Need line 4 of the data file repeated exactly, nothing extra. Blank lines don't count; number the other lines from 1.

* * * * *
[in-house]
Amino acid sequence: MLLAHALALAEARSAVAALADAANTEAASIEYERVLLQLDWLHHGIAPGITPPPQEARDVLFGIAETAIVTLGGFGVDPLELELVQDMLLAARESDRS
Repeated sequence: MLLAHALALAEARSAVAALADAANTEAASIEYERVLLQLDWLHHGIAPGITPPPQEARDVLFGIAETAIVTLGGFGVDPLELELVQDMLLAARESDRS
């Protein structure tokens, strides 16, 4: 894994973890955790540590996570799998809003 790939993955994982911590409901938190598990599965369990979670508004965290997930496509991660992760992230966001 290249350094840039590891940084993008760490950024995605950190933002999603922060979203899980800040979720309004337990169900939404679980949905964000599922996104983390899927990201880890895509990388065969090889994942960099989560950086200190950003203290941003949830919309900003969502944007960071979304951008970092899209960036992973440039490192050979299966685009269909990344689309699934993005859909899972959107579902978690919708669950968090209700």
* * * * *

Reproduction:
């Protein structure tokens, strides 16, 4: 894994973890955790540590996570799998809003 790939993955994982911590409901938190598990599965369990979670508004965290997930496509991660992760992230966001 290249350094840039590891940084993008760490950024995605950190933002999603922060979203899980800040979720309004337990169900939404679980949905964000599922996104983390899927990201880890895509990388065969090889994942960099989560950086200190950003203290941003949830919309900003969502944007960071979304951008970092899209960036992973440039490192050979299966685009269909990344689309699934993005859909899972959107579902978690919708669950968090209700």